(08:42 AM) Teresa Lo: Now, seeing that it is a 23 YEAR bull market, I am not expecting any possible top to happen in one day.
(08:43 AM) Teresa Lo: It will be just like the Net Era…where people might have to short and short and short. Go broke covering into (or helping to create) a spike and THEN that’s it, since there will be no more bids from buyers or shorts, when everyone is long.
(08:45 AM) Teresa Lo: And it’s interesting to note that Bill declared bonds DEAD maybe 6 months ago, I think.
(08:46 AM) Teresa Lo: I have to read his article completely first, but on the surface, it seems to be that he’s reversing his position, after it’s done a whole leg up.
(08:47 AM) Teresa Lo: Like how Henry Blodgett et al valued companies with no earnings with a New Era “dollars per set of eyeballs” valuation back in 1999.
(08:48 AM) Teresa Lo: Anyway…like I said, it’s not our job to short this.
(08:48 AM) Teresa Lo: It’s our job to know this:
(08:48 AM) Teresa Lo: That with bonds and notes, at least we know that once the REAL RATE of return is NEGATIVE, then it’s gone insane.
(08:49 AM) Teresa Lo: And personally, I wouldn’t lend anyone any amount of money at today’s rates. It’s just priced for perfection, or even beyond perfection.
(08:50 AM) Teresa Lo: In my opinion, as discussed months ago, I think the Fed is attempting to engineer a negative interest rate environment, and add that to the weak Dollar, you have…INFLATION – down the road.
(08:50 AM) Teresa Lo: It’s a big, big long-term macroeconomic scenario that I’m talking about. We can’t reduce it to a single day.
(08:50 AM) Teresa Lo: Or even a single month.
(08:52 AM) Teresa Lo: I remember telling people for months in late 2002 that the market had that quality where it was going down but dribbling only…that in the big picture it was going to be an important low…but it was not for us to buy, but to make sure we don’t get stuck on position shorts, and you know the heat I had to take.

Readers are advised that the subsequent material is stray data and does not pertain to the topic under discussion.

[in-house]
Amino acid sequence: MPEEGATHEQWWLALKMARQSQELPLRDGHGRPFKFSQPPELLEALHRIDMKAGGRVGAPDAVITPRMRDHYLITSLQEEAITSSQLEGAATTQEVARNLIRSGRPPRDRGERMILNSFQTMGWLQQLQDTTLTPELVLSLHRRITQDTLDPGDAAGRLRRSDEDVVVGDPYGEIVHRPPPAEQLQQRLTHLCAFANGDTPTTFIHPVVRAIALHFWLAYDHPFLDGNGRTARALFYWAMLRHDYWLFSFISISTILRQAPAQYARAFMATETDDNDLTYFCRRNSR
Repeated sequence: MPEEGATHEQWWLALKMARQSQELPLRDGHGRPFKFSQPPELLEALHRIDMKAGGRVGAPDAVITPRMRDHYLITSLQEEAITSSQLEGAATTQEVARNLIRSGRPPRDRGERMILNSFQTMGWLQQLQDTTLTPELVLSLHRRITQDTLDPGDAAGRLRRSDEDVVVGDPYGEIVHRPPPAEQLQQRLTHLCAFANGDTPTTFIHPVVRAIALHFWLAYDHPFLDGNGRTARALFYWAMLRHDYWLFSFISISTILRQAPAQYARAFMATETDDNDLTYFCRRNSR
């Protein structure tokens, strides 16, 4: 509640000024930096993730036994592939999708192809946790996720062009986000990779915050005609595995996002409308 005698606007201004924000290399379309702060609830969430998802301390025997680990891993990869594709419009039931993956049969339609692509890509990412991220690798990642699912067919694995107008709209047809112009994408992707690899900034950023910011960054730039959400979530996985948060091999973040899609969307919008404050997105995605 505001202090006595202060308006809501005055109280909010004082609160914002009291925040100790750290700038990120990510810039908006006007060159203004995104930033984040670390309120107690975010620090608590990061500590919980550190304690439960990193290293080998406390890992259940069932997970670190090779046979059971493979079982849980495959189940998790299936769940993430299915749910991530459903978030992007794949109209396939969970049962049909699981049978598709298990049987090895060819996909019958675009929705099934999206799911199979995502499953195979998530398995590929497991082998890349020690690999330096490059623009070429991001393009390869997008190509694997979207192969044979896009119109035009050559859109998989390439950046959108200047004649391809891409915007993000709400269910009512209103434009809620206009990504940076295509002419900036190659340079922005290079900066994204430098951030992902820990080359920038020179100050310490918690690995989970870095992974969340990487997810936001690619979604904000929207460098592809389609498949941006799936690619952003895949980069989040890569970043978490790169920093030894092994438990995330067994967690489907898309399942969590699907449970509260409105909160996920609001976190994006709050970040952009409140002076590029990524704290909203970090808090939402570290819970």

(08:52 AM) Teresa Lo: So here we are again…this time with bonds. Again. It’s not a time to short. It’s a time to make sure you know the bottom line, and make sure that you have a stop loss in there. It’s a disaster prevention warning.
(08:53 AM) Teresa Lo: That no one heeded for equities in January 2000 when Qualcomm rang the bell, and we wrote that one piece that was widely circulated.
(08:54 AM) Teresa Lo: And if we watch it carefully, we can study it along with that article “The Philosophy of Tops” that Justin Mamis wrote in 1987, just before the Crash, and how even professionals get nailed at the top fully exposed.
(08:55 AM) Teresa Lo: The bottom line is that the apparent reversal in stance and the declaration of a “New Environment” by Bill Gross has my ears perked, big time, particularly as it is happening into potential spike action on the monthly charts, while sentiment is heavily leaning towards bonds.
(09:01 AM) Teresa Lo: And one last thing…after the interview on CNBC…they showed public reaction towards bonds and it was funny. Most investors looked at them in a very positive light because they think that it’s a good thing to be able to hold until maturity and get your money back, plus a tiny bit of interest.
(09:01 AM) Teresa Lo: LOL.
(09:01 AM) Teresa Lo: But they forget to ask…what will be the MONEY ITSELF be worth?